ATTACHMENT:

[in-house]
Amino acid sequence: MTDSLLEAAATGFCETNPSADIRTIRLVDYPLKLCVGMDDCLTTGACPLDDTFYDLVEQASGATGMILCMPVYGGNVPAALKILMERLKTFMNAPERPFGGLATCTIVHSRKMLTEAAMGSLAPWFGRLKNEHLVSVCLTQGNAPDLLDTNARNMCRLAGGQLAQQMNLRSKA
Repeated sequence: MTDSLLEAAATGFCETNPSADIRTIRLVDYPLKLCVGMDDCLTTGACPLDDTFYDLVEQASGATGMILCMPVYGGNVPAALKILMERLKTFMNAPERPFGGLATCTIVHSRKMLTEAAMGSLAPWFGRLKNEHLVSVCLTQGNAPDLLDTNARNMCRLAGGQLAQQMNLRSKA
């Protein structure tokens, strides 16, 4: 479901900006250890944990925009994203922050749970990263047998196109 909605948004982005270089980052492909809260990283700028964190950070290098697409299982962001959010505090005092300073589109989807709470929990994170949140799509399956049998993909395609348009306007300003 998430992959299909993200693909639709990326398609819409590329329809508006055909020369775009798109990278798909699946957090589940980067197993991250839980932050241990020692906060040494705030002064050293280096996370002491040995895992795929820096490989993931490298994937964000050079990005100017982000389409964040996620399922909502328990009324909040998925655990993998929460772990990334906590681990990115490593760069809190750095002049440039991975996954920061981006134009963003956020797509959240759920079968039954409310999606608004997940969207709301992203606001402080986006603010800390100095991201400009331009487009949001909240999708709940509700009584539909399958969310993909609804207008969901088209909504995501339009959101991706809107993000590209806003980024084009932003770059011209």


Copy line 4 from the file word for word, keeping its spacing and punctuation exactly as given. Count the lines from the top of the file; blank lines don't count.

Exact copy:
């Protein structure tokens, strides 16, 4: 479901900006250890944990925009994203922050749970990263047998196109 909605948004982005270089980052492909809260990283700028964190950070290098697409299982962001959010505090005092300073589109989807709470929990994170949140799509399956049998993909395609348009306007300003 998430992959299909993200693909639709990326398609819409590329329809508006055909020369775009798109990278798909699946957090589940980067197993991250839980932050241990020692906060040494705030002064050293280096996370002491040995895992795929820096490989993931490298994937964000050079990005100017982000389409964040996620399922909502328990009324909040998925655990993998929460772990990334906590681990990115490593760069809190750095002049440039991975996954920061981006134009963003956020797509959240759920079968039954409310999606608004997940969207709301992203606001402080986006603010800390100095991201400009331009487009949001909240999708709940509700009584539909399958969310993909609804207008969901088209909504995501339009959101991706809107993000590209806003980024084009932003770059011209």